Prescription drug abuse rates are rapidly increasing in the United States. According to the National Institute on Drug Abuse, the U.S. makes up only 5 percent of the world’s population, yet it is responsible for the consumption of 75 percent of the world’s prescription drugs. Abuse of prescription drugs occurs who the drug is taken in a manner other than its intended purpose such as to get high.
Prescription drug abuse can take over someone's life if help isn't found. It doesn’t have to be this way though. For those who are struggling with prescription drug abuse and addiction, help is only a phone call away.
The medical profession has always been regarded as a noble profession that originated from the primary desire to help the sick and alleviate their suffering. Driven by the aspiration of serving humanity, physicians and other medical professionals play a key role in the society. However, there has been considerable conflict of interest (COI) between the ethics of this noble profession and the financial gains made by collaborating with pharmaceutical companies that may affect every aspect of health care, including clinical care, teaching and research.
A COI exists when professional judgment or actions regarding a primary interest is unduly influenced by a secondary interest. Among the medical professionals, it has become a global trend to prescribe and thereby promote some drugs just for the sake of monetary gains, irrespective of the fact whether they are addictive in nature or not. The practice of gifting goodies and other eye-catchy items from the manufacturing companies of medications and devices has also become quite prevalent among doctors to encourage them to dispense their drugs.
In fact, companies are spending a huge amount of money on an annual basis on just influencing physicians. Therefore, it has become essential to understand the way drug-marketing companies are influencing the practice of medicine. Medical practitioners witness a range of such COIs daily, which has the potential to influence patient care.
Several relevant studies conducted on the challenges of extending payments to physicians for the promotion of drugs of different pharma companies have highlighted some of the key findings discussed below. Depending on the nature of financial relationship and the actions of the physicians, one will witness difference in the gravity of bias towards the entire concept of ethical medical practice.
Such a difference will massively affect patients in the long run. Nearly $2.4 billion dollars were pocketed by approximately half of the doctors in the United States in 2015 as reported in one study and mentioned on the CBS news site. The payments and gifts offered by the drug companies acted as an incentive for doctors to prescribe pricey branded drugs and devices being pushed by the sales representatives.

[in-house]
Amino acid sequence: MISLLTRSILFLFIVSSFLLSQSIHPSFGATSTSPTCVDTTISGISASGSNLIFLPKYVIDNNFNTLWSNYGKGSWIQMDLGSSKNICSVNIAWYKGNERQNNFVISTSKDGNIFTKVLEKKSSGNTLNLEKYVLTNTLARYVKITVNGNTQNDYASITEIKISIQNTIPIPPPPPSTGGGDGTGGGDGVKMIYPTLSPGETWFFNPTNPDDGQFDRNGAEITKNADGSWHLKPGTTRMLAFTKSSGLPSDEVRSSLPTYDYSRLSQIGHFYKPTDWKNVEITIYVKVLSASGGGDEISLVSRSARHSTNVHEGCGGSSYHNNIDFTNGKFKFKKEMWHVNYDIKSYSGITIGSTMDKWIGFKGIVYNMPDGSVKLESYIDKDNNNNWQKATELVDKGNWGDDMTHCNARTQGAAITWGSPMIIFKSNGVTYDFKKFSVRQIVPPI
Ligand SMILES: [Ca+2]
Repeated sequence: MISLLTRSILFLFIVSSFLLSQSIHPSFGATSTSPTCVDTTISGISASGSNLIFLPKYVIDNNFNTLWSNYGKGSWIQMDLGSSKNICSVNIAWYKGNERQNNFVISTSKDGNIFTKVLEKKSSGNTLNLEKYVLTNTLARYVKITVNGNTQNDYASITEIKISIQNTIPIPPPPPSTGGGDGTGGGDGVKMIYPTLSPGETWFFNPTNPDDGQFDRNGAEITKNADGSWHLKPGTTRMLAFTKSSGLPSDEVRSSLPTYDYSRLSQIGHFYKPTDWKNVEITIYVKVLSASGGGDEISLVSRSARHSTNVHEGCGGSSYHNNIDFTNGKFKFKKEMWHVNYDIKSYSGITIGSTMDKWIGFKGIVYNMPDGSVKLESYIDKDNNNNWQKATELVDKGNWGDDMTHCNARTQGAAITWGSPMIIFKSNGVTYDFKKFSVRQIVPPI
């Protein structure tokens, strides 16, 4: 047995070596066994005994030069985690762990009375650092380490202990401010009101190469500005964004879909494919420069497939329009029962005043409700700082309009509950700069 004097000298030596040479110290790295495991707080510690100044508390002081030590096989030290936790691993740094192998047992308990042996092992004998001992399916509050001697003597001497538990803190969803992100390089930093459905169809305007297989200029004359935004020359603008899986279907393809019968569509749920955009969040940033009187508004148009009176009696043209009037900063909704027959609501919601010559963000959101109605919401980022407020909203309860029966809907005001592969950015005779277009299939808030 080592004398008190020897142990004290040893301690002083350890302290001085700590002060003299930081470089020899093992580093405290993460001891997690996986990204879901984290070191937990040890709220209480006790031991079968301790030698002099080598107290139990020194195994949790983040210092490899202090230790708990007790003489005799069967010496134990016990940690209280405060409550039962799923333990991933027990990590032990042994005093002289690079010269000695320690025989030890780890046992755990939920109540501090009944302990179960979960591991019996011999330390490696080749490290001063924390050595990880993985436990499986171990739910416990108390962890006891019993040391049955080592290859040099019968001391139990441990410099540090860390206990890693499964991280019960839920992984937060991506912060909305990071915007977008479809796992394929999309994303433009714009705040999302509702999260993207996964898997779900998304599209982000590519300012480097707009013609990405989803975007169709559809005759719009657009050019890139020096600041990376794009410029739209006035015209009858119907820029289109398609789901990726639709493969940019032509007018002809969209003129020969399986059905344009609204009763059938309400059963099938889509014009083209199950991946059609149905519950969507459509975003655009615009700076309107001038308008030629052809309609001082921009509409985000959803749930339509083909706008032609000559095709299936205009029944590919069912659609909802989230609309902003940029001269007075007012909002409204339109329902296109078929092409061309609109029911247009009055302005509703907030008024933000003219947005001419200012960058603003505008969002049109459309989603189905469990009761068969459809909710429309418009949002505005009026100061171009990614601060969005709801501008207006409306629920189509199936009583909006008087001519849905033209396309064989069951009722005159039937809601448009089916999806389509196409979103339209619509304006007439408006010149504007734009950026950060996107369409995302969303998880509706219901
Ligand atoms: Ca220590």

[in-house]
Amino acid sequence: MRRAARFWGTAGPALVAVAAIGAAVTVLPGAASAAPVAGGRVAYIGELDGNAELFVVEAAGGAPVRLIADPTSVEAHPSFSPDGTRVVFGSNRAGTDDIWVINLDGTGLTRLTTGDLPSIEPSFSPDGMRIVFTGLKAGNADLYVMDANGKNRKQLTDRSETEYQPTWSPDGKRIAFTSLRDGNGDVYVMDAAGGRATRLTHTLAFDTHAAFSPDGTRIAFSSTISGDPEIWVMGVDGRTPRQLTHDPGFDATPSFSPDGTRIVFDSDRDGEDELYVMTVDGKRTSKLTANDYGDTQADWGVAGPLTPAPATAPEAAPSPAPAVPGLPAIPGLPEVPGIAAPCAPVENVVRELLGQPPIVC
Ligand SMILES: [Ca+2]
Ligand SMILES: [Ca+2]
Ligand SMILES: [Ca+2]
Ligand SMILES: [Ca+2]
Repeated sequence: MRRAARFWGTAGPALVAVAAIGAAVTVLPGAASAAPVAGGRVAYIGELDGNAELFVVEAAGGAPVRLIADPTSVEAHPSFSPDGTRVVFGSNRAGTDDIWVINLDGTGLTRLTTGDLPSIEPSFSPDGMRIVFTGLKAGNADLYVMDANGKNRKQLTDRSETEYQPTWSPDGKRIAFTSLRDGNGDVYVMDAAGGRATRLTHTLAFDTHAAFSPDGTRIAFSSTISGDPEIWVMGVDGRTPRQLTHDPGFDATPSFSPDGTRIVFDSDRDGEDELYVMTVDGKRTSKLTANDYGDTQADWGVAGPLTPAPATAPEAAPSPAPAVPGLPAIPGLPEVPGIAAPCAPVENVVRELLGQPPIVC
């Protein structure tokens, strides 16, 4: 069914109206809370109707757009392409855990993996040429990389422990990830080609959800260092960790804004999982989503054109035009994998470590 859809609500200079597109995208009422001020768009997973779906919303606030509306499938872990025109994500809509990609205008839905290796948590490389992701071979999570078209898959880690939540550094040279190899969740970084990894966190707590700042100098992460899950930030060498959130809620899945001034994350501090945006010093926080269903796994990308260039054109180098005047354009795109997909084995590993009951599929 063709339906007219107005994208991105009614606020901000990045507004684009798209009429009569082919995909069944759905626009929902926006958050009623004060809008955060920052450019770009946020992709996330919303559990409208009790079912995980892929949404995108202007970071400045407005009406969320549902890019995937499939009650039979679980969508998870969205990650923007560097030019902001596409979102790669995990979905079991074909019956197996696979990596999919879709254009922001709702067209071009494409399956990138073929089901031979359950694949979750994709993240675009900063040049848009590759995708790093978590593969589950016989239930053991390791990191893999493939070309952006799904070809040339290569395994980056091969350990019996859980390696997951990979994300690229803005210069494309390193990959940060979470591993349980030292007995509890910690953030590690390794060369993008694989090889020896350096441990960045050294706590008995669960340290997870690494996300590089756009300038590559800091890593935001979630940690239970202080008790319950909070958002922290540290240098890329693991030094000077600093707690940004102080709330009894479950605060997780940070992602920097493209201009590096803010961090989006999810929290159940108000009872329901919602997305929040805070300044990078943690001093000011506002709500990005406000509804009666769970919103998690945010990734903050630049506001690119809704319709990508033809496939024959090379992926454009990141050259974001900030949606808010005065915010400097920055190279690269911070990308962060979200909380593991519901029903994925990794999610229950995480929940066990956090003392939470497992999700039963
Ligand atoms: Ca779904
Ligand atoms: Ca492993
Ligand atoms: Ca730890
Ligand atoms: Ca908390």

Considering America’s battle against opioid addiction and the above malpractices prevalent in the medical profession, the finger of suspicion is often pointed toward medical practitioners and their clandestine association with drug companies. Reportedly, pharma companies earned more than $60 billion in 2010 for certain branded drugs. With the implementation of certain restrictions on the sales visits to doctors in teaching hospitals, the market share for branded drugs decreased at hospitals where the restrictions were in place while that of generics increased.
It has been possible to make the financial transactions between physicians and the pharma industry more transparent because of the two major developments that include the Physician Payments Sunshine Act and ProPublica. The Physician Payments Sunshine Act, the federal Open Payments program that was established because of the Affordable Care Act of 2010, section 6002, ensures that the manufacturers of pharmaceuticals and medical devices mandatorily report payments made to the beneficiaries, such as medical doctors, teaching hospitals, dentists, physicians, etc.
ProPublica, a nonprofit investigative news organization, made important strides in bringing transparency in the financial relationships between physicians and drug companies. ProPublica developed a search engine tool named “Dollars for Docs,” which provides the citizens with information at their fingertips.
There are many measures that patients can undertake to reduce costs and avoid becoming mute spectators of the above-mentioned malpractices, particularly with regard to prescription of medicines and treatment. Some of these steps are mentioned below:
· Enquire the doctor whether any lifestyle changes could help to alleviate their symptoms and if consuming the drug could be done away with altogether.
· Ask the doctor or pharmacist if a generic alternative of the drug could be made available.
· Enquire with the pharmacist about availability of equivalent and cheaper substitutes to the prescribed drug.
If you or a loved one is battling prescription drug addiction, it is imperative to seek professional help. The Colorado Prescription Abuse Helpline assists in accessing the best prescription drug abuse treatment centers in Colorado that specialize in delivering evidence-based intervention plans. Call at our 24/7 helpline number 866-922-5915 or chat online with our medical representatives to know more about the prescription abuse treatment centers in Colorado.